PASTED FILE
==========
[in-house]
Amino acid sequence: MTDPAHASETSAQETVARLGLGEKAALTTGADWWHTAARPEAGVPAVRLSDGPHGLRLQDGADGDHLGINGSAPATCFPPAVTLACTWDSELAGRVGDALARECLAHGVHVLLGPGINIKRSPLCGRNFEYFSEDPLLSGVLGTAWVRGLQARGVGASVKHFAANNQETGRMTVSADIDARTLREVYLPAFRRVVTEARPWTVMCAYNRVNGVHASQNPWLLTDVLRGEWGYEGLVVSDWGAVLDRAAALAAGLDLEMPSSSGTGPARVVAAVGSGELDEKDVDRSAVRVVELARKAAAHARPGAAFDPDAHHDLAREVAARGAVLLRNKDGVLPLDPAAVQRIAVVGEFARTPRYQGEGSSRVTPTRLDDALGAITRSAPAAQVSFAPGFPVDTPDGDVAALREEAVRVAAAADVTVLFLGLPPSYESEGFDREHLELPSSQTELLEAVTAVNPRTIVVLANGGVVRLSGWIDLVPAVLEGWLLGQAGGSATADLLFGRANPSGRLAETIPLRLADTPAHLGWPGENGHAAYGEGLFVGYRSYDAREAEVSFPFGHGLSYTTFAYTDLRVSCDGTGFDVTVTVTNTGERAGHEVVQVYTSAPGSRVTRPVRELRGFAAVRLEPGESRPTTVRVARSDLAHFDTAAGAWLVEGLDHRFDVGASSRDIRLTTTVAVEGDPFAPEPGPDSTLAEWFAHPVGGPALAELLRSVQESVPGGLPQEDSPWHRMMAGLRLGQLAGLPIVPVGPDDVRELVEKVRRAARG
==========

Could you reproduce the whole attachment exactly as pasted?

[in-house]
Amino acid sequence: MTDPAHASETSAQETVARLGLGEKAALTTGADWWHTAARPEAGVPAVRLSDGPHGLRLQDGADGDHLGINGSAPATCFPPAVTLACTWDSELAGRVGDALARECLAHGVHVLLGPGINIKRSPLCGRNFEYFSEDPLLSGVLGTAWVRGLQARGVGASVKHFAANNQETGRMTVSADIDARTLREVYLPAFRRVVTEARPWTVMCAYNRVNGVHASQNPWLLTDVLRGEWGYEGLVVSDWGAVLDRAAALAAGLDLEMPSSSGTGPARVVAAVGSGELDEKDVDRSAVRVVELARKAAAHARPGAAFDPDAHHDLAREVAARGAVLLRNKDGVLPLDPAAVQRIAVVGEFARTPRYQGEGSSRVTPTRLDDALGAITRSAPAAQVSFAPGFPVDTPDGDVAALREEAVRVAAAADVTVLFLGLPPSYESEGFDREHLELPSSQTELLEAVTAVNPRTIVVLANGGVVRLSGWIDLVPAVLEGWLLGQAGGSATADLLFGRANPSGRLAETIPLRLADTPAHLGWPGENGHAAYGEGLFVGYRSYDAREAEVSFPFGHGLSYTTFAYTDLRVSCDGTGFDVTVTVTNTGERAGHEVVQVYTSAPGSRVTRPVRELRGFAAVRLEPGESRPTTVRVARSDLAHFDTAAGAWLVEGLDHRFDVGASSRDIRLTTTVAVEGDPFAPEPGPDSTLAEWFAHPVGGPALAELLRSVQESVPGGLPQEDSPWHRMMAGLRLGQLAGLPIVPVGPDDVRELVEKVRRAARG